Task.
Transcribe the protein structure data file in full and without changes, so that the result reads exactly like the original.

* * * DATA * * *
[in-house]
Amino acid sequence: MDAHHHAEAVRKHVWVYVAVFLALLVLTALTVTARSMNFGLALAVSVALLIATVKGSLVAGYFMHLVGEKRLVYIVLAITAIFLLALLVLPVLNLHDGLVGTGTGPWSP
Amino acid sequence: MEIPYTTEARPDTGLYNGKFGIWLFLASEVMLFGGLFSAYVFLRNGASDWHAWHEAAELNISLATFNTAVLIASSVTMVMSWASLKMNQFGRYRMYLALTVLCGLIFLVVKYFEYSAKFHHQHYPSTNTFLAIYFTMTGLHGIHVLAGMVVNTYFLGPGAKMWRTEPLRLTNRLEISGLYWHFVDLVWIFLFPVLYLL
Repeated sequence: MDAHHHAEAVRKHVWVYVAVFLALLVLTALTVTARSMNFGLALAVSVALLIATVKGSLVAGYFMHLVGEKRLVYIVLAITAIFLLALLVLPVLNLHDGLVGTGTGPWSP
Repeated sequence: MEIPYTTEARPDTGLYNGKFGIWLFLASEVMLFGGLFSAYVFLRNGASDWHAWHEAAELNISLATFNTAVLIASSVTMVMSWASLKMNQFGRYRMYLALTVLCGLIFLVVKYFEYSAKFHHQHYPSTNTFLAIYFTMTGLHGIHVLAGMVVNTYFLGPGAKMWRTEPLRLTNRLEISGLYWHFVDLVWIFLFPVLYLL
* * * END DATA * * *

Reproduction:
[in-house]
Amino acid sequence: MDAHHHAEAVRKHVWVYVAVFLALLVLTALTVTARSMNFGLALAVSVALLIATVKGSLVAGYFMHLVGEKRLVYIVLAITAIFLLALLVLPVLNLHDGLVGTGTGPWSP
Amino acid sequence: MEIPYTTEARPDTGLYNGKFGIWLFLASEVMLFGGLFSAYVFLRNGASDWHAWHEAAELNISLATFNTAVLIASSVTMVMSWASLKMNQFGRYRMYLALTVLCGLIFLVVKYFEYSAKFHHQHYPSTNTFLAIYFTMTGLHGIHVLAGMVVNTYFLGPGAKMWRTEPLRLTNRLEISGLYWHFVDLVWIFLFPVLYLL
Repeated sequence: MDAHHHAEAVRKHVWVYVAVFLALLVLTALTVTARSMNFGLALAVSVALLIATVKGSLVAGYFMHLVGEKRLVYIVLAITAIFLLALLVLPVLNLHDGLVGTGTGPWSP
Repeated sequence: MEIPYTTEARPDTGLYNGKFGIWLFLASEVMLFGGLFSAYVFLRNGASDWHAWHEAAELNISLATFNTAVLIASSVTMVMSWASLKMNQFGRYRMYLALTVLCGLIFLVVKYFEYSAKFHHQHYPSTNTFLAIYFTMTGLHGIHVLAGMVVNTYFLGPGAKMWRTEPLRLTNRLEISGLYWHFVDLVWIFLFPVLYLL